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Pictured above is part of the William Turnbull retrospective currently on show in Feilden Clegg Bradley's 'underground' gallery at the Yorkshire Sculpture Park (AJ 19.05.05). Lund Humphries has published Amanda Davidson's The Sculpture of William Turnbull (£45), illustrating more than 300 of his works (mostly in black and white - a shame given the bright paint of his minimalist pieces and the patina of his bronzes).

Along with the Smithsons and the Banhams, in the 1950s Turnbull belonged to the Independent Group, and for the This is Tomorrow exhibition wrote a text that said: 'Architecture is not just something to keep the rain out, or sculpture a traffic obstacle of a general on a horse. It is a force acting on our lives.' He spent time in Paris, where he met Giacometti, whose influence is clear in Turnbull's bronze reliefs of the mid-1950s, which look like maquettes for urban landscapes. He also met Brancusi and, like him, went on to blur the distinction between plinth and art work, turning the former into parts poised one on top of the other, with a strong feeling for the texture of stone, wood and metal.

In the 1960s Turnbull had his eye on the US and made minimalist works in steel or aluminium, often of several units placed rhythmically across the floor, and two more Americans, Rothko and Barnett Newman, come to mind when one sees the atmospheric monochrome canvases that he continues to paint. But Turnbull looked continually to the past as well - at artefacts from both the East and the West.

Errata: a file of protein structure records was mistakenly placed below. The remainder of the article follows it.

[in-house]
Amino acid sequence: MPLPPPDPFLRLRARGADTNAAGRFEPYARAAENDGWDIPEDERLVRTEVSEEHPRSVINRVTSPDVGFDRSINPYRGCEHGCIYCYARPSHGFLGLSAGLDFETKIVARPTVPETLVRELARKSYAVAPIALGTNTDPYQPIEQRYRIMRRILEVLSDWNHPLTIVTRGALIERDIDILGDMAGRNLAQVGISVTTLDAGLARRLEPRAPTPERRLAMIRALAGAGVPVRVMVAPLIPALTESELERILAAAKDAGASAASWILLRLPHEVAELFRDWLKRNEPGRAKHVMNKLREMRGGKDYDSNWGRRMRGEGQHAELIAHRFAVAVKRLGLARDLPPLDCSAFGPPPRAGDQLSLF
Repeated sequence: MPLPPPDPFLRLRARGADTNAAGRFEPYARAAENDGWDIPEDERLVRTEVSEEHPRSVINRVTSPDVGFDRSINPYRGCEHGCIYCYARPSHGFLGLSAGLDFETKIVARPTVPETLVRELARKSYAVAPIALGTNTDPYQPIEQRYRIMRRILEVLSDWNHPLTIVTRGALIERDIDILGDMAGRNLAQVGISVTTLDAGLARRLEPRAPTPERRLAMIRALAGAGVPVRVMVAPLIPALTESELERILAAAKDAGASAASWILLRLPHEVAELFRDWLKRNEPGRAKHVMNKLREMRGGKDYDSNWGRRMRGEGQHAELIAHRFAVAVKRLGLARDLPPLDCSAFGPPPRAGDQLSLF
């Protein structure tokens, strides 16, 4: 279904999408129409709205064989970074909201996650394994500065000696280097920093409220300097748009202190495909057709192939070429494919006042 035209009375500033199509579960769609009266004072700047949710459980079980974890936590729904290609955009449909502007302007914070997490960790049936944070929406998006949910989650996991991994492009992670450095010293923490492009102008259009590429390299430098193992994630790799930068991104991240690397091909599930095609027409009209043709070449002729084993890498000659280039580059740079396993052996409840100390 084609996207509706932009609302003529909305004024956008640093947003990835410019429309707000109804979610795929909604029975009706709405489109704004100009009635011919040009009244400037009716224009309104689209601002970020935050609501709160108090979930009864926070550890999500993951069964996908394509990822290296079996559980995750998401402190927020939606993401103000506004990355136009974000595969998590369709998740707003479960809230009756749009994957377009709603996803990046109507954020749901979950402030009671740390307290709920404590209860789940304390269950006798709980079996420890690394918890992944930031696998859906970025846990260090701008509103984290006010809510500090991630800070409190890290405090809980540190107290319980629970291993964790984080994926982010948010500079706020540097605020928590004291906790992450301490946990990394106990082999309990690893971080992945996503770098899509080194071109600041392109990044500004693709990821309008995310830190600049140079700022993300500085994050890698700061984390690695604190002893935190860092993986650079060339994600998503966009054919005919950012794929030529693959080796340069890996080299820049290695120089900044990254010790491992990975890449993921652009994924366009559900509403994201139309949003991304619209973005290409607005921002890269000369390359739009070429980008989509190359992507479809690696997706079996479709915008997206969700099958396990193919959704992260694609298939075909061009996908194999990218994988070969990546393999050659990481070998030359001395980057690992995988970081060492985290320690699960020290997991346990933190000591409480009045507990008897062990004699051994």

And, while at times he does not escape his sources, it's the coexistence, sometimes synthesis, of past and present that gives his work - when seen in quantity - its resonance.

I doubt it will ever look better than it does now at the YSP.

There are two new shows at The Lighthouse in Glasgow.

Scandinavian Design Beyond the Myth, until 28 August, aims to question assumptions about post-war Scandinavian design while confirming its significance (www. scandesign. org).

Archiprix International 2005, until 7 August, is the biennial show of the best graduate work in architecture, landscape and design, selected by 200 schools worldwide. Many projects are on the website (www. archiprix. org).

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